Proposed Chicago Soda Tax Gets Cool Reception | NBC Chicago

Proposed Chicago Soda Tax Gets Cool Reception



    A proposal to tax sugary drinks in Chicago is being debated by officials, but some say the tax will negatively impact area businesses. Mary Ann Ahern reports. (Published Wednesday, Sept. 9, 2015)

    A proposal by a Chicago alderman to impose a penny-per-ounce tax on sugary soft drinks did not get a very friendly reception from City Council members.

    Alderman George Cardenas's proposal was met Wednesday with pushback from beverage producers and a lack of enthusiasm from Chicago Mayor Rahm Emanuel.

    The mayor asked aldermen for ideas to generate more revenue in light of a massive pension payment coming due. Cardenas came up with the soda tax, which would apply to drinks with at least 5 grams of sugar per 12 ounces.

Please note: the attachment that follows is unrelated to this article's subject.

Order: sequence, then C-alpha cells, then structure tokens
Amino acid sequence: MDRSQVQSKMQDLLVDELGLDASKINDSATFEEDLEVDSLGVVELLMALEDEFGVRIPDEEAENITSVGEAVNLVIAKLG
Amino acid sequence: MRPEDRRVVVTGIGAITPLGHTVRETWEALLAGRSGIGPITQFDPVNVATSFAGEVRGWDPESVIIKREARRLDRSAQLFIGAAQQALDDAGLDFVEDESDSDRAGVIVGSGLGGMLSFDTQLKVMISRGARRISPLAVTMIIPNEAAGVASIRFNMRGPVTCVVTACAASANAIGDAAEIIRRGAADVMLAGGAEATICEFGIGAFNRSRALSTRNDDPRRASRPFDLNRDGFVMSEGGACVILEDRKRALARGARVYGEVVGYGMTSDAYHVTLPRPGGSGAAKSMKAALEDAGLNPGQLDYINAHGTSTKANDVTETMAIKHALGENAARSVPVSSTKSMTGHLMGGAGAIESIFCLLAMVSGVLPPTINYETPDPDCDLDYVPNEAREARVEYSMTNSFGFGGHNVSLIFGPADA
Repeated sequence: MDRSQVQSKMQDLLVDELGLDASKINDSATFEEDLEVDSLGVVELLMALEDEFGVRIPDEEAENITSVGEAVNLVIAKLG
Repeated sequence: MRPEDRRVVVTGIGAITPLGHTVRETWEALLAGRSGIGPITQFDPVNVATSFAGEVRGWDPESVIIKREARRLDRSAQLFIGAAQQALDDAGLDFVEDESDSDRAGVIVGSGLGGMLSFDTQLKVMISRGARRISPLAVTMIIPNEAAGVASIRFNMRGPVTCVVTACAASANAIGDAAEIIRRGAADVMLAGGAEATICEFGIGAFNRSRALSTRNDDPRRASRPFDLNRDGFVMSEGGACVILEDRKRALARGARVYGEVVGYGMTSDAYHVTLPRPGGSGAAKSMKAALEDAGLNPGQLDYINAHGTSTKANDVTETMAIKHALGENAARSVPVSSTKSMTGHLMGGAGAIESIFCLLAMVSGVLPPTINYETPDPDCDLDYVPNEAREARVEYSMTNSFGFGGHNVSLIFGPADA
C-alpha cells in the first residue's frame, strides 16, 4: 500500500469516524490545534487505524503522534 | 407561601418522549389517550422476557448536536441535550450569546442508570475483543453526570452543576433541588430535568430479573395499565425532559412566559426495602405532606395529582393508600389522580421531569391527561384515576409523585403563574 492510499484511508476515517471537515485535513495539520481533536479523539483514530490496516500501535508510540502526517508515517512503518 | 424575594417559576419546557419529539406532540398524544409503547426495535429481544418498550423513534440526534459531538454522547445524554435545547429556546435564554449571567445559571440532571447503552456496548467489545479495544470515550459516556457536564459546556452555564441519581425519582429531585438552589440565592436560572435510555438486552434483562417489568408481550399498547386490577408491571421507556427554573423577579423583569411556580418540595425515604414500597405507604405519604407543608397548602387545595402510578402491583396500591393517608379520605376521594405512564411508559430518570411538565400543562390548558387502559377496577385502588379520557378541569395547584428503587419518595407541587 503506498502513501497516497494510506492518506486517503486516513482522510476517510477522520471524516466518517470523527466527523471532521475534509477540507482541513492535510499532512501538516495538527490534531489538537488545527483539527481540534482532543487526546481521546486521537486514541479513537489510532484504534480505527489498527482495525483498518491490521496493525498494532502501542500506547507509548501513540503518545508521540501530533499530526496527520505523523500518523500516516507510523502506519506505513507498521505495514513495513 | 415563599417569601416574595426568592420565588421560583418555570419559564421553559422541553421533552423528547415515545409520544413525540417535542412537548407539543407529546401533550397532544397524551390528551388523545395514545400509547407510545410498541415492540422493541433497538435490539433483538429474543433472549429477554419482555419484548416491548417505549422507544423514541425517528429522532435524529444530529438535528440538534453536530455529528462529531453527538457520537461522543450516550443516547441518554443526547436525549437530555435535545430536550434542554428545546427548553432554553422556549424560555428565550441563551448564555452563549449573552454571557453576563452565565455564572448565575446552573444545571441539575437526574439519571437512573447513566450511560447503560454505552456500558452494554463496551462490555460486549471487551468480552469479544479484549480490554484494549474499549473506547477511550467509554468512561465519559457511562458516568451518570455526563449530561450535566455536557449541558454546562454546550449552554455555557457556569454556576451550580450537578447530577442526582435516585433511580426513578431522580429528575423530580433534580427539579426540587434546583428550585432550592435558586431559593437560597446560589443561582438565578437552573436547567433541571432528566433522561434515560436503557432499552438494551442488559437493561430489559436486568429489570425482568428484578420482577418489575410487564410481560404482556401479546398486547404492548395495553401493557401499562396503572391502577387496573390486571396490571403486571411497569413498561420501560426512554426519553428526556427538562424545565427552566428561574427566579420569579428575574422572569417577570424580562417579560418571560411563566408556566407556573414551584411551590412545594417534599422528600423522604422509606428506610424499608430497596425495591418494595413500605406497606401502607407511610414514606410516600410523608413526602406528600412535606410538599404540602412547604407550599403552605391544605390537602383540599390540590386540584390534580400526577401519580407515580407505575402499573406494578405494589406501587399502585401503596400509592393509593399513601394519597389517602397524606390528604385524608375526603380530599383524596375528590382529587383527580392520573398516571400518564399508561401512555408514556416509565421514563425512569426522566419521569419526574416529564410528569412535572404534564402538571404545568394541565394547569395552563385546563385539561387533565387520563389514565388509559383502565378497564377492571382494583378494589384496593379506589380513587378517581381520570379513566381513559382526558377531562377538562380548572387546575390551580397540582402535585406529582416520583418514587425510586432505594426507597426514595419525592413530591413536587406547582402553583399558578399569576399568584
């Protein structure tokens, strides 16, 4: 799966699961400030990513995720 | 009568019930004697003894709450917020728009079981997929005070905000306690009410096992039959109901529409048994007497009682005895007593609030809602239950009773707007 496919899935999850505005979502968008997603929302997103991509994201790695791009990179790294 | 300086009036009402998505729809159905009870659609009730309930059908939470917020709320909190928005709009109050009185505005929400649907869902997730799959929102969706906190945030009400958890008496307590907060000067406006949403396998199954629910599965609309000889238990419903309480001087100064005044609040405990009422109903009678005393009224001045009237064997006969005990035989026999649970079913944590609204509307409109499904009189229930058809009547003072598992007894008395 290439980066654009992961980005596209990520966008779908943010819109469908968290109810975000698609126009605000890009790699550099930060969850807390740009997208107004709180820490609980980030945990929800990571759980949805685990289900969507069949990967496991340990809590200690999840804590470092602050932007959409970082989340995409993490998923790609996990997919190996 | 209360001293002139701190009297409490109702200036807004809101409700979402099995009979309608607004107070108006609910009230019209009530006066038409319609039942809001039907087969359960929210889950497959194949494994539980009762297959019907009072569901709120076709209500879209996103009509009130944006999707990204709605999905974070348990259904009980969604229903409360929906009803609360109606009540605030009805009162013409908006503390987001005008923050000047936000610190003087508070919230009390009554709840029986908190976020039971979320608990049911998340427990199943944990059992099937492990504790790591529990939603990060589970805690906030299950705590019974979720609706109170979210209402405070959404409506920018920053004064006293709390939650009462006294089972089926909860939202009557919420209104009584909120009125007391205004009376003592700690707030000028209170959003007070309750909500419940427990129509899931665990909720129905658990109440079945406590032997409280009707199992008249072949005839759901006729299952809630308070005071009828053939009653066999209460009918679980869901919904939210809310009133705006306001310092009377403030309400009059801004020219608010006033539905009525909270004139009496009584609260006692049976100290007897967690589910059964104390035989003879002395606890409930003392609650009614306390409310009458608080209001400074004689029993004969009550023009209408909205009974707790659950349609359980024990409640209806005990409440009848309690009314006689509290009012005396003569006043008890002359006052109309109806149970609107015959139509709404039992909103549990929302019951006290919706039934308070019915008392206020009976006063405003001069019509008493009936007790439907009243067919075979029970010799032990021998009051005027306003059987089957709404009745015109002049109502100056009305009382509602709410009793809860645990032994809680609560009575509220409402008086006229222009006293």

The alderman proposed a tax of one penny per ounce of each sugary drink, meaning a 64-ounce soda, for example, would cost an additional 64 cents. The tax would apply to syrup and powders as well as canned and bottled drinks.

    Ald. Cardenas argues the benefit would not only be to the health of Chicago residents, particularly children, but the tax could also generate $134 million a year.

    "I'd rather have this than the red light cameras that everybody hates to be honest with you," Ald. Cardenas said. "That's the type of policy that to me makes sense."

    Former Chicago corporation counsel Mara Georges is now working for the American Beverage Association. She says a new tax would not withstand a legal challenge because the city has already raised taxes on soft drinks as much as state law allows.

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